Of course you’re right, folks can perceive a historicization of their “timeless” beliefs and practices as an attack, particularly if their invested in narratives of Tradition and Authenticity (and of course their are historical reasons for why T&A get invested with such power in our modernist society). I was responding to the notion that this is a necessary consequence, and wanting to emphasize that most people have some practice inventing traditions, if only in something as mundane as the blending of traditions that they and their partners bring to holliday rituals.
Is part of what your arguing that we need a different term without the same conntations as “social construction” or just that we can’t be sloppy or simplistic in using it? Are you arguing, Ashis Nandi style, that historians and other scholars should just shut up sometimes and stop trying to ruin everything?
All this textological balderdash from the ’80s was a great dodge to keep kids from reading nasty old books and taking their authors seriously. But now we live in the 21st century and we have Google, and even if semiotics wasn’t hilariously dated there would just be no hope.
For a random example, one could read Mitchell, or one could read John Romich Alexander’s The Truth about Egypt. Or better yet, one could read both. That way you get the Exeter Hall party line, but you don’t just get the Exeter Hall party line. Neat, huh?
Can I make a reading recommendation? John L. Jackson’s _Real Black: Adventures in Racial Sincerity_ (Chicago, 2005). I think he gets at these issues in a fresh way, by exploring what “real” and “sincerity” mean (as opposed to rehearsing social construction, etc.). Good writing, and students tend to like it.
I am sure the situation is different in different disciplines. One could argue, for example, that the academic discipline of anthropology is nothing more than the systematic exploration of the notion that everything is socially constructed. But in other disciplines, the idea that even anything at all may be socially-constructed is still novel and, in consequence of that, still has great power.
The economic theorists who developed 35 years ago the so-called Black-Scholes equation used for pricing financial options, for instance (namely Black, Scholes and Merton), assumed that options traders would behave in a very precise way; they made these assumptions to make the mathematics of their model tractable. Their assumptions about trader behaviour were not based on any empirical evidence, not could they be, since there was little prior trading of options (because no one had a theory for how to price them coherently). For the same reason, options traders had no previous patterns of behaviour to call on when they began trading options. Thus, without any other guidance, traders behaved according to the assumptions of the Black-Scholes model. As the Edinburgh sociologist of economics Donald MacKenzie has demonstrated with his detailed (so-called “thick”) studies, the economic theory of financial options has created – performatively – the very social phenomena it purports to describe and model. Most mainstream economists, with their theorem-envy of mathematics, have yet to accept even the possibility that their models may construct reality rather than describing it in some value-free way, let alone the actuality that they have in fact done this.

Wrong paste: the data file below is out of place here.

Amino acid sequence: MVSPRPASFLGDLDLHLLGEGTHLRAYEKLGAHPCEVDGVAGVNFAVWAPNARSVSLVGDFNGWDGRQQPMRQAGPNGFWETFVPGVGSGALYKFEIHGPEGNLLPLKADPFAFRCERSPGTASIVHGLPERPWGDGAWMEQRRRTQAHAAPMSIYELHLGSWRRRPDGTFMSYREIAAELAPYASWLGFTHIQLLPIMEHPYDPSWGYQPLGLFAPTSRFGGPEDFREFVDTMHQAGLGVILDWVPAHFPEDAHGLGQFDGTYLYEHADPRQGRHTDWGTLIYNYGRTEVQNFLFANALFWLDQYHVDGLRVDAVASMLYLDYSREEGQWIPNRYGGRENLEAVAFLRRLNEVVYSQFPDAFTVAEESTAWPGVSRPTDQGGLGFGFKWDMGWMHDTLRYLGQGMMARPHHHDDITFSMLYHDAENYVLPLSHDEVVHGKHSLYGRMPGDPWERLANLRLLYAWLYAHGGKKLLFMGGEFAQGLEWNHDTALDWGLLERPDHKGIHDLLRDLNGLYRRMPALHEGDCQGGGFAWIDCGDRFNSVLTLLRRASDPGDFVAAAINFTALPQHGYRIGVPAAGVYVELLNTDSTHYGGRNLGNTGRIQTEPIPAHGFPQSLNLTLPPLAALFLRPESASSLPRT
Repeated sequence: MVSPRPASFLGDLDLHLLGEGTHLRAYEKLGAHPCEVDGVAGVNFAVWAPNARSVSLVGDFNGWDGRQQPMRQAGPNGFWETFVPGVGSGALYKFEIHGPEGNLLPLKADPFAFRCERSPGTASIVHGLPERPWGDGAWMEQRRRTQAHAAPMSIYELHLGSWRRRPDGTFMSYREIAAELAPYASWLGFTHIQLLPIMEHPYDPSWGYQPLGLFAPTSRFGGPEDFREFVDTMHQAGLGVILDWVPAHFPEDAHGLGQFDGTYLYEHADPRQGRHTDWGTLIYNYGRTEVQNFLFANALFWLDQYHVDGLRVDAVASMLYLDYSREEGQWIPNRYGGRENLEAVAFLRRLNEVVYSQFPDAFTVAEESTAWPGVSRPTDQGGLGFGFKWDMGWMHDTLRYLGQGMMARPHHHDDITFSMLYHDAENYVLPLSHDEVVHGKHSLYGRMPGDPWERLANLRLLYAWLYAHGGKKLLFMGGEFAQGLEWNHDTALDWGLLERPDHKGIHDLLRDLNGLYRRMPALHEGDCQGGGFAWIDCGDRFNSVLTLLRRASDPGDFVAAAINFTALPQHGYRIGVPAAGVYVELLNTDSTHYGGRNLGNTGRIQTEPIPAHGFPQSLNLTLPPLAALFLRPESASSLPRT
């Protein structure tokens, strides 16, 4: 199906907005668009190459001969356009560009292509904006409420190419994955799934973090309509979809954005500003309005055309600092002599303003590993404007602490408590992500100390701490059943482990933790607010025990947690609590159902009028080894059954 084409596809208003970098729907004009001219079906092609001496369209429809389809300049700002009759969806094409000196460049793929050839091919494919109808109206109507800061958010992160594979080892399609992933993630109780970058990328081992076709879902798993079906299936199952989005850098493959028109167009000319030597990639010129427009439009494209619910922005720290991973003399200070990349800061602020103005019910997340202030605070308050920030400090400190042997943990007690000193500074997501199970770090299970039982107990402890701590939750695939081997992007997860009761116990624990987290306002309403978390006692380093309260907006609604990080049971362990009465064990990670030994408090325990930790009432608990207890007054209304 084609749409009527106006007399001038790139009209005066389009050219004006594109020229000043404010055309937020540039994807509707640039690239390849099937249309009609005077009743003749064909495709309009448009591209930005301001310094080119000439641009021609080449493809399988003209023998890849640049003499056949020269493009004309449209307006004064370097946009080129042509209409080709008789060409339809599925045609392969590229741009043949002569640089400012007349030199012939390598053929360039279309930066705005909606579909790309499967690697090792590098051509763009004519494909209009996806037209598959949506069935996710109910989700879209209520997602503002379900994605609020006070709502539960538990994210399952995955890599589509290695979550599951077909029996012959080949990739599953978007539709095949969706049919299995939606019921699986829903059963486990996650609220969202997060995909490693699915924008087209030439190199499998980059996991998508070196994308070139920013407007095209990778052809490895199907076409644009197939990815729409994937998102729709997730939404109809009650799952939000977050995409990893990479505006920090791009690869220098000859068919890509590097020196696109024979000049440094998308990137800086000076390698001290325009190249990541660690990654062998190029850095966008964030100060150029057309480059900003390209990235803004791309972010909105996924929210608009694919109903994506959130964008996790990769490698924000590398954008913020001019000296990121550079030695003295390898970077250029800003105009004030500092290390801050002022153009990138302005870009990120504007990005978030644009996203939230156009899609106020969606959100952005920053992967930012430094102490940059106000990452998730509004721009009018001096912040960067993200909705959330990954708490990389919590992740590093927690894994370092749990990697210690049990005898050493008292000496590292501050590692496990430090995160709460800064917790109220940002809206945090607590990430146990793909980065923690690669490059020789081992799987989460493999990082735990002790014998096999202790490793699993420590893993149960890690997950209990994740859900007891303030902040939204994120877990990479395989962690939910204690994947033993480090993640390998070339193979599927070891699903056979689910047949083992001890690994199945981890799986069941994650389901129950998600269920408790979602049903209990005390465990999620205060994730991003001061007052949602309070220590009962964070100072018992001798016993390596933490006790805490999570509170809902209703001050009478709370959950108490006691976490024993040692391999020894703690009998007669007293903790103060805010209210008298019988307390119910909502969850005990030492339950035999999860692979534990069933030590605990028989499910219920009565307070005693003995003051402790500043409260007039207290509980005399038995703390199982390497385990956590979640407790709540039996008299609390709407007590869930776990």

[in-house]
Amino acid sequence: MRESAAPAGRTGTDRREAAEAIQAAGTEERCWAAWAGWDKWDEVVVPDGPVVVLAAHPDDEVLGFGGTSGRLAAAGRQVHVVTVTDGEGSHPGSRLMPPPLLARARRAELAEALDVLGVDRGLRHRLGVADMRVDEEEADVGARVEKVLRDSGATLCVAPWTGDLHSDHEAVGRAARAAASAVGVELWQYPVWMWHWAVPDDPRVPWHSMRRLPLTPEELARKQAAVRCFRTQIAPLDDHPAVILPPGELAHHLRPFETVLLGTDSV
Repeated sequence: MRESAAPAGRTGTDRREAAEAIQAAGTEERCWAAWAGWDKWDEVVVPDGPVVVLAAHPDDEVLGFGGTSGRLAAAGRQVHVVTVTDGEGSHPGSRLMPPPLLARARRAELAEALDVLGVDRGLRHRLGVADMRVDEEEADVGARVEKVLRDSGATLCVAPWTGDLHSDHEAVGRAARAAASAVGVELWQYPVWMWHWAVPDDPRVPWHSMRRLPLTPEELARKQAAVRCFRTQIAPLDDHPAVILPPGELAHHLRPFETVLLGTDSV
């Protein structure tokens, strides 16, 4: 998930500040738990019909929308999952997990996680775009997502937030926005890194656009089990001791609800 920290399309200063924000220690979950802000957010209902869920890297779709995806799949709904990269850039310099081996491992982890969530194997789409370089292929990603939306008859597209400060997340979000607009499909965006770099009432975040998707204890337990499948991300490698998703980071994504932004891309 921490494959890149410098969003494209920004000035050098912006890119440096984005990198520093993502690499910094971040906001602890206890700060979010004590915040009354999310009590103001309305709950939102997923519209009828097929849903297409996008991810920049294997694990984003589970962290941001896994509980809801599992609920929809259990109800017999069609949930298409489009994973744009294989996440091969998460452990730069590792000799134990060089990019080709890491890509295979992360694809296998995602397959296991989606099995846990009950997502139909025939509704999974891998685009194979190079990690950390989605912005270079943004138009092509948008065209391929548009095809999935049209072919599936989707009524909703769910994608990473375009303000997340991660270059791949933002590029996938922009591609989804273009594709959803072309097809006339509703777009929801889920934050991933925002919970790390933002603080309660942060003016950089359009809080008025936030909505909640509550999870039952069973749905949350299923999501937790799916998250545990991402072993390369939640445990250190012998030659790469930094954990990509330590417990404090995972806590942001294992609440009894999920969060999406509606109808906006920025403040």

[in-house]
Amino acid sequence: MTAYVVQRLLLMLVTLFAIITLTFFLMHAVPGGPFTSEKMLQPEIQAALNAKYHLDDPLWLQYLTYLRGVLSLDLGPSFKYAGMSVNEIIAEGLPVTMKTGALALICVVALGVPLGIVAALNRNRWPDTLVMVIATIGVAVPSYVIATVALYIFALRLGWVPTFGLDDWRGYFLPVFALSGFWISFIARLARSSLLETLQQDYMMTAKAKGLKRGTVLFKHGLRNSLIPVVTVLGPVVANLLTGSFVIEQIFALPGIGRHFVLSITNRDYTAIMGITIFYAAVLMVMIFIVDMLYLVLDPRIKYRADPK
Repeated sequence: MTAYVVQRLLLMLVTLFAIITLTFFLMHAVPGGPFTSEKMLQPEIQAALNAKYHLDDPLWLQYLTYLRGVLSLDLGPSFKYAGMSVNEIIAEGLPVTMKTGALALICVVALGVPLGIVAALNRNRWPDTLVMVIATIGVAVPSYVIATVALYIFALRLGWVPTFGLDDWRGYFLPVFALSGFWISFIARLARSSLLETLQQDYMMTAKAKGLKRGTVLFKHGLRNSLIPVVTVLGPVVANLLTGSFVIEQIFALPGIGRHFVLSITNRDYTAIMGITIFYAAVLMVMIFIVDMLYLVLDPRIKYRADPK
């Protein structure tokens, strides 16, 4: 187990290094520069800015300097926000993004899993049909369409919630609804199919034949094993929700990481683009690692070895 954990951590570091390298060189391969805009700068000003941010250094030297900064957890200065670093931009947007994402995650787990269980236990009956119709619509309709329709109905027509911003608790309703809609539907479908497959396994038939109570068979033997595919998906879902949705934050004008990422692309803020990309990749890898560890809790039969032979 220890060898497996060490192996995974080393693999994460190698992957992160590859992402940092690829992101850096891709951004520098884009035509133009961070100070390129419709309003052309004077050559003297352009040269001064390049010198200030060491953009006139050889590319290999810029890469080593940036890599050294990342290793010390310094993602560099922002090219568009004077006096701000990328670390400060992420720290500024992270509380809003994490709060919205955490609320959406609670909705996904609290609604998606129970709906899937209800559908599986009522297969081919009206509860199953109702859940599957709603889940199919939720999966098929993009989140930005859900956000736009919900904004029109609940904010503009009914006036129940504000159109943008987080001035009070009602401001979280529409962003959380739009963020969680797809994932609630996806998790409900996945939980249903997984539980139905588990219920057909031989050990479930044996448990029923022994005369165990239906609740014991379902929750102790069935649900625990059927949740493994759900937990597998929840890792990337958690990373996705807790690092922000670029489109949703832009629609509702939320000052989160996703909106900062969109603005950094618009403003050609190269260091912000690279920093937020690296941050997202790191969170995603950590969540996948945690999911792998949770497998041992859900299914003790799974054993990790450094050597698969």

This is good to think with. It seems to me that one possible thread to pull here concerns a standpoint of critique. Social construction is a way to get at contingency, the possibility for things to be otherwise, as Foucault dramatizes with the wacky Chinese bestiary at the beginning of Order of Things. History and anthropology tend toward explorations of otherness, but both also have strands seeking to identify invariant human universals. Other (dare I say more practical) disciplines like economics have a much more comprehensive investment in stable essences. And social construction is certainly no given for my students, so getting at the dynamic conflations fridaykr points to is at least pedagogically a second-order problematic at this point.
It’s true, I’ve seen so many lazy-bad demonstrations that this or that is socially constructed. This may tell us something about where the author is coming from, and/or it may tell us something about their sense of the field into which they’re dropping their work. About the latter they’re probably not wrong, as the fact of publication suggests.
I can’t say I’m worried about the critique of Taussig, which seems to me to be based on a notion that naive intentions are somehow more authentic. If we actually accept that there is no preconstructive authenticity the concern that we’re more manipulative when we become conscious of the process pretty much evaporates.